Lucy Nicholson / Reuters A Farsi newspaper is seen on a rack in Westwood, Los Angeles, California, United States July 14, 2015.

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How the Iranian Media Reports on the Nuclear Deal

On July 15, the day after Iran reached an agreement with P5+1 negotiators over its nuclear program, Iranian Supreme Leader Ayatollah Ali Khamenei congratulated President Hassan Rouhani on the significant achievement, but warned that the text of the deal should be scrutinized carefully. Although Khamenei's words have been generally perceived as supportive, they also provided an opening for future criticism.

The Iranian media coverage of any issue is usually as complex, contentious, and varied as Iranian politics itself. For the nuclear deal, though, things have been surprisingly bland: criticism of the deal has been limited. Most discussions, in both moderate and conservative media, have been positive if somewhat tepid.

Iranians celebrate on the streets following a nuclear deal with major powers, in Tehran July 14, 2015.

In the pro-reform papers, statements appeared just after talks ended in Vienna. The well-known daily Etemaad claimed that “the world has changed,” describing July 14 as the day of the “revolution of diplomacy.” Likewise, following Rouhani’s televised speech on July 14, reformist papers such as Roozan, Hamkari Melli,and Hamshahri announced the beginning of an era of cooperation that could “bring down the wall of mistrust” and improve Iran’s relations with the West. Across the board, the deal has been described as a potential victory of diplomacy over confrontation that could herald a new season of hope.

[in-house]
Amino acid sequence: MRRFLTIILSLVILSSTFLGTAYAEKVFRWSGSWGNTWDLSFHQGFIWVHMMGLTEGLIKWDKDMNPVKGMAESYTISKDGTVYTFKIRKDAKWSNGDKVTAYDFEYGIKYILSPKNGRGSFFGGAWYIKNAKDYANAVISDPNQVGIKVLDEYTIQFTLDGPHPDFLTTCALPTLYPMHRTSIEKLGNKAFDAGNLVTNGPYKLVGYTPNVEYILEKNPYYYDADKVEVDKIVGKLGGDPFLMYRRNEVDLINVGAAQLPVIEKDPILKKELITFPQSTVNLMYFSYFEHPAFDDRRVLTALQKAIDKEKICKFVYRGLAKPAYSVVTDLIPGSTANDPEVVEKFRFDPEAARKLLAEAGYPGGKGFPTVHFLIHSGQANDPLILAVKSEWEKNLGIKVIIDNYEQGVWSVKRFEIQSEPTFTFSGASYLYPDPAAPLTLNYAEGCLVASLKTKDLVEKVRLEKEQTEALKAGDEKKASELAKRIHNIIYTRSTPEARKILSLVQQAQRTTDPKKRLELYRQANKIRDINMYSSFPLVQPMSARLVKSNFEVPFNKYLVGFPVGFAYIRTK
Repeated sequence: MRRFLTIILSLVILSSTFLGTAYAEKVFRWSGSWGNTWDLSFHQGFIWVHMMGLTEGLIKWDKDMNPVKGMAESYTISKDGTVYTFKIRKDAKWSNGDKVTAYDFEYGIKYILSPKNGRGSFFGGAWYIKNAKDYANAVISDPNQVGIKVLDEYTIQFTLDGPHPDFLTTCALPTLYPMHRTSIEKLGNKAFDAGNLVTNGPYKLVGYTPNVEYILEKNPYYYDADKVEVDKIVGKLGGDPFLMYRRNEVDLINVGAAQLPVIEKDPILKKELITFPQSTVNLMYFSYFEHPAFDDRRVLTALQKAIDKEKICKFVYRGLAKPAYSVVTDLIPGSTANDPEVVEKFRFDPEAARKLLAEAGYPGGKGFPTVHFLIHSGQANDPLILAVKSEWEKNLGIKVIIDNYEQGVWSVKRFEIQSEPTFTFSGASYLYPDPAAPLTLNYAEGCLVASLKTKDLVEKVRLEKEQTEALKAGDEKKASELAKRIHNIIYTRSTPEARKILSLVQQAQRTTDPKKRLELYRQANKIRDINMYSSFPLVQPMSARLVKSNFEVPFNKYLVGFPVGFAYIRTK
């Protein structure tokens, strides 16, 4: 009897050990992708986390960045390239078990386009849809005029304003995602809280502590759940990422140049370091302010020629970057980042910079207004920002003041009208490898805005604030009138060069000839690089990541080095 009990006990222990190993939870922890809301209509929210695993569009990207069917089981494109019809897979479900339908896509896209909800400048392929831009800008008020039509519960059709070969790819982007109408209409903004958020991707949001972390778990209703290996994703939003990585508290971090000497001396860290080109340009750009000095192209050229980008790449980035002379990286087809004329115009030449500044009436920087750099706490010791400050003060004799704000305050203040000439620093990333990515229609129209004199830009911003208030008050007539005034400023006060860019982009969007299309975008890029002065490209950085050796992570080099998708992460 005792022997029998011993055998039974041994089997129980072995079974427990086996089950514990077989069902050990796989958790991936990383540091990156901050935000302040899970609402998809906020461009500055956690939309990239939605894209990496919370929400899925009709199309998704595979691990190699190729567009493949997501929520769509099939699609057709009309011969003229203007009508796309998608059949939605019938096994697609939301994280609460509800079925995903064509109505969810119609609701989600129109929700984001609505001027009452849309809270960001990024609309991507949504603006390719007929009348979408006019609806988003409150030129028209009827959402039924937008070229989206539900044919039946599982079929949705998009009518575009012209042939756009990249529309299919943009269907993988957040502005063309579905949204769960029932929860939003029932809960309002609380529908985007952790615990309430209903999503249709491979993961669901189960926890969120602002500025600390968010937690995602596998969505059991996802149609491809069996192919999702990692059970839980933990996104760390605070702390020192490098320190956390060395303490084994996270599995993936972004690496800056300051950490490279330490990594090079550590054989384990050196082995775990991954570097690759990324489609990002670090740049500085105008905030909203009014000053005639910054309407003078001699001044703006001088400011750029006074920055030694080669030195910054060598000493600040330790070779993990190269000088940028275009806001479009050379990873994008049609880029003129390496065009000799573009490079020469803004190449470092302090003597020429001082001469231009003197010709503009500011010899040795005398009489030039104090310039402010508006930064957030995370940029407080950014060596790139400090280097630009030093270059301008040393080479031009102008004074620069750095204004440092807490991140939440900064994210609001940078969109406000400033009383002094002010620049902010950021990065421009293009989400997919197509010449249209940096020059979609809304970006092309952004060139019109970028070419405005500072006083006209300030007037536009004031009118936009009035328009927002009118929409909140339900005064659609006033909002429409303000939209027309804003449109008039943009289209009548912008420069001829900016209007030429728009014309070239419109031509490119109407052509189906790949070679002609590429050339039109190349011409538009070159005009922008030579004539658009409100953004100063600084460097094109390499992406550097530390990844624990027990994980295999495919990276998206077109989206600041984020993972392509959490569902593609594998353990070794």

Both pro-reform and conservative media found two specific aspects of the Vienna agreement to like. First, they portrayed the deal as an explicit recognition of Iran as an international nuclear power, not least of which because it does not entirely prevent Iran from enriching uranium. This is a major source of pride for the media and public. Conservative newspapers such as Javan, Resalat, and Jomhouri Islami emphasized that “the resistance of the nation” against Western sanctions was crucial for this “victory without war.” The well-known pro-reform daily Ebtekar went even further by quoting former President Hashemi Rafsanjani’s comparison between the nuclear deal and the Liberation of Khorramshahr. The powerful reference

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